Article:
Cisco Warns Customers on Vulnerabilities in Content Service Gateway
Recently, security researchers at Cisco disclosed security flaws in its second generation content service gateway (CSG2). Content service gateways are used by organizations to offer access to content on their sites at a price.
One of the vulnerabilities has been identified as a service policy bypass vulnerability, which allows an attacker to circumvent billing polices and gain unauthorized access to restricted content. The vulnerability allows customers of an organization to gain access to sites with similar billing policy without being charged. The security flaw also allows customers to gain access to sites, which are generally configured to restrict access.
The affected CISCO IOS Software include 12.4 (11)MD, 12.4(15)MD, 12.4(22)MD and versions released prior to 12.4(24)MD 3, 12.4(22)MDA 5 and 12.4(24)MDA 3 on CSG2.Content service gateways allow organizations to earn for the content offered on their websites. and restrict improper use of content by third parties. The gateways prevent other service providers from taking undue benefit of content available on an organizations website.
Security researchers at Cisco have also identified two vulnerabilities in Cisco IOS Software 12.4(24)MD1 for CSG2.The identified vulnerabilities may cause denial-of-service condition on CSG 2. Attackers may use well-crafted Transmission Control Protocol (TCP) packets to gain unauthorized access and cause denial of service stopping the traffic flow to CSG2. The vulnerability requires only one active service content to be active to be exploited by the attackers. The vulnerabilities affect IOS Software 12.4(24)MD1 for the second generation content service gateway. The vulnerability may cause the gateway to reload or stuck denying services.
Usually, ethical hackers help developers in identifying vulnerabilities prior to individuals with malicious intent to prevent their exploitation. Cisco is yet to issue any patch for the vulnerabilities.
Developers are faced with the constant challenge of developing secured products. Attackers on the other hand constantly endeavor to breach security mechanisms. Online training programs enable self paced learning and skill enhancement facility to product developers without disrupting their work obligations.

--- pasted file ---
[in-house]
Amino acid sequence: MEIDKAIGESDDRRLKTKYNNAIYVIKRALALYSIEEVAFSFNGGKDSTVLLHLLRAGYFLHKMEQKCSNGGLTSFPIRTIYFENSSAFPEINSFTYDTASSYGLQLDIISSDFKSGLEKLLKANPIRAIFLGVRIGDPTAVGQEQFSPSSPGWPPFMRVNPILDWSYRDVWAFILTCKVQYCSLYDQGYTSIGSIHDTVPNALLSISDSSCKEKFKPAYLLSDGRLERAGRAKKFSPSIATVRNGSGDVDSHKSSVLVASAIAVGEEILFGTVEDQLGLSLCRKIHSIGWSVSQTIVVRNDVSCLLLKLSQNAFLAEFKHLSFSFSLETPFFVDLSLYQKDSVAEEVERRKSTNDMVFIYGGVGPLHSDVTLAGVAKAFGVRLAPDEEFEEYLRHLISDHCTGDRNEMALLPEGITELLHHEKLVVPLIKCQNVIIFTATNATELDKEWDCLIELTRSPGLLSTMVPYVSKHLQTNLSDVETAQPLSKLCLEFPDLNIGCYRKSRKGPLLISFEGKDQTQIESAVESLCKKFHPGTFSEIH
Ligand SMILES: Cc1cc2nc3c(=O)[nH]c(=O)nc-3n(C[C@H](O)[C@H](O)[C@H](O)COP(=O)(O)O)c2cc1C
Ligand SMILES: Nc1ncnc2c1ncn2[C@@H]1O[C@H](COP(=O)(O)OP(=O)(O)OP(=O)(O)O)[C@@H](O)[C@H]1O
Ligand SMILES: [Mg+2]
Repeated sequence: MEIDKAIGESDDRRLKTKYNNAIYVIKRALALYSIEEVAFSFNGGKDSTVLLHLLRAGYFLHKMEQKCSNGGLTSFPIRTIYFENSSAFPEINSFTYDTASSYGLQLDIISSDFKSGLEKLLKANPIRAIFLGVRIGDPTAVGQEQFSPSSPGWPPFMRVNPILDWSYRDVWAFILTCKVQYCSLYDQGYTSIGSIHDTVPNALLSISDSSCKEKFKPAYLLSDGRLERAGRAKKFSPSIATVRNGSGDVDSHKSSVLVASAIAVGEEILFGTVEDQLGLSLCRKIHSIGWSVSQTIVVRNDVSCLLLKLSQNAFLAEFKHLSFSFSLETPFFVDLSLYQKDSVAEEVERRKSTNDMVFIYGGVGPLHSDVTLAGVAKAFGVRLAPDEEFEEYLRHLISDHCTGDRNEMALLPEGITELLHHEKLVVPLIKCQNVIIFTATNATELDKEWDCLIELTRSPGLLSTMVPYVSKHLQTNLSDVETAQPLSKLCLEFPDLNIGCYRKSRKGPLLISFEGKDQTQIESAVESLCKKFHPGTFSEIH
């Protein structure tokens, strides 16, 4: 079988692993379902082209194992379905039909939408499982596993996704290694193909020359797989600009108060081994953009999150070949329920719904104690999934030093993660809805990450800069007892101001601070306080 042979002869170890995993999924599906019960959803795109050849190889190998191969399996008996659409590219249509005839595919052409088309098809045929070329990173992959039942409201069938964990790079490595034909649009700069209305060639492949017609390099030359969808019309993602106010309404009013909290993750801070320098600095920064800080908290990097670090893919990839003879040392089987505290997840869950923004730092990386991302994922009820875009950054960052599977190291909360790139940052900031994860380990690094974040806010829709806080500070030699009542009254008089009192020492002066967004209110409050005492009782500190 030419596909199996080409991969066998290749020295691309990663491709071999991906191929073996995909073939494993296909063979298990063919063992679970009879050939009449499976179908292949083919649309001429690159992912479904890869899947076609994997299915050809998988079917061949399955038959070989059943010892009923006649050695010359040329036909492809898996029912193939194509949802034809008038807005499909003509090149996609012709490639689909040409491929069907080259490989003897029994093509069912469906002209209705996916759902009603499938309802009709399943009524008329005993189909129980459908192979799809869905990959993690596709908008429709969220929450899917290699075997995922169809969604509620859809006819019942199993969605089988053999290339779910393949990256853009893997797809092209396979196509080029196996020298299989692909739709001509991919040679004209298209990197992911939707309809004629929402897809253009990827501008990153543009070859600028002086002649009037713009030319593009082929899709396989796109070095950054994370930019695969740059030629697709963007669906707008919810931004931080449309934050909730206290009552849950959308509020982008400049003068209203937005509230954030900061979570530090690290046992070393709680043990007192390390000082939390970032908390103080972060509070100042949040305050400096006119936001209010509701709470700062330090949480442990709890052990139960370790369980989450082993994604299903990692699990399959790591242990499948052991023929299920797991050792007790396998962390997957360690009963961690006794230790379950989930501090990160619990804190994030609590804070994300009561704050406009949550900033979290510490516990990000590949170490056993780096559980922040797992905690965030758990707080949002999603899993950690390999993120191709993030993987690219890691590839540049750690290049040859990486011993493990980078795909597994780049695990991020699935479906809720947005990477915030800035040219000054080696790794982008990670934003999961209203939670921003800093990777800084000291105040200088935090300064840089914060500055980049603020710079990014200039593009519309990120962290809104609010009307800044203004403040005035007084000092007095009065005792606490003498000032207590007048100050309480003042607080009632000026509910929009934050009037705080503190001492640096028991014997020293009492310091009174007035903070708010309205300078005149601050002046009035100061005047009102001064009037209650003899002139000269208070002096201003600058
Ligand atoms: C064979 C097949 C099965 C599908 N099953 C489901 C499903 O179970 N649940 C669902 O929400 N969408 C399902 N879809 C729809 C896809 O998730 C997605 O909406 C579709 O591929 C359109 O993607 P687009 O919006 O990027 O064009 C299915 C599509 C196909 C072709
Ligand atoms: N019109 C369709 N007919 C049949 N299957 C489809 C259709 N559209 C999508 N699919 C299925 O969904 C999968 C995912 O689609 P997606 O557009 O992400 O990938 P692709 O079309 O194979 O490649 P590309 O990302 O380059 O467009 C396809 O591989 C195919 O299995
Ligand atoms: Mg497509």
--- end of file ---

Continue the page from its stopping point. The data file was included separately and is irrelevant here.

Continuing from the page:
Information security training may help employees of an organization to understand the relevant security threats, gain insights on the likely implications, understand the first response procedures and ensure timely reporting of vulnerabilities.
EC-Council provides industry training and certification for information security professionals in ethical hacking among many other specializations. "Understanding how hackers exploit these vulnerabilities is a key requirement to hardening software and hardware. That is why EC-Council focuses on ethical hacking as an approach to information security evaluation" as stated by EC-Council's Senior Director, Steven Graham. EC-Council through its Certified Ethical Hacker program has trained such information security professionals from all over the world.
The International Council of E-Commerce Consultants (EC-Council) is a member-based organization that certifies individuals in cybersecurity and e-commerce skills. It is the owner and developer of 16 security certifications, including Certified Ethical Hacker (CEH), Computer Hacking Forensics Investigator (CHFI) and EC-Council Certified Security Analyst (ECSA)/License Penetration Tester (LPT). Its certificate programs are offered in over 60 countries around the world. These certifications are recognized worldwide and have received endorsements from various government agencies including the U.S. federal government via the Montgomery GI Bill, Department of Defense via DoD 8570.01-M, National Security Agency (NSA) and the Committee on National Security Systems (CNSS). EC-Council also operates EC-Council University and the global series of Hacker Halted security conferences. The global organization is headquartered in Albuquerque, New Mexico.
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Tag Words: service policy bypass, bypass vulnerability, csg2, content service gateway, cisco, security, service, ios software, security threats